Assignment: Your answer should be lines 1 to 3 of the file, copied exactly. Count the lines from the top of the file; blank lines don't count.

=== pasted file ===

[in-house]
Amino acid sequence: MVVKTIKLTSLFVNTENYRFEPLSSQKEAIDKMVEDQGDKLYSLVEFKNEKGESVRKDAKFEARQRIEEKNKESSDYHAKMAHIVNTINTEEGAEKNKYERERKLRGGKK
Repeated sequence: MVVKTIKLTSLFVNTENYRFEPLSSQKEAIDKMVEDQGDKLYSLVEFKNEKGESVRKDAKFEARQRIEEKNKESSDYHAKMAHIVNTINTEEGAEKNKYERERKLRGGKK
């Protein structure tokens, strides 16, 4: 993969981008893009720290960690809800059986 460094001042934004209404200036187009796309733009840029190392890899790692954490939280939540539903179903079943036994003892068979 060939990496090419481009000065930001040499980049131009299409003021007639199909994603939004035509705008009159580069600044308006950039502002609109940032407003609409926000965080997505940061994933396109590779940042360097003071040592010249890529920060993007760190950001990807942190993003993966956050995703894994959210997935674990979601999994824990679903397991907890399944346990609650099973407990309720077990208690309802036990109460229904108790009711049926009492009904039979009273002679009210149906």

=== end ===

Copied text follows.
[in-house]
Amino acid sequence: MVVKTIKLTSLFVNTENYRFEPLSSQKEAIDKMVEDQGDKLYSLVEFKNEKGESVRKDAKFEARQRIEEKNKESSDYHAKMAHIVNTINTEEGAEKNKYERERKLRGGKK
Repeated sequence: MVVKTIKLTSLFVNTENYRFEPLSSQKEAIDKMVEDQGDKLYSLVEFKNEKGESVRKDAKFEARQRIEEKNKESSDYHAKMAHIVNTINTEEGAEKNKYERERKLRGGKK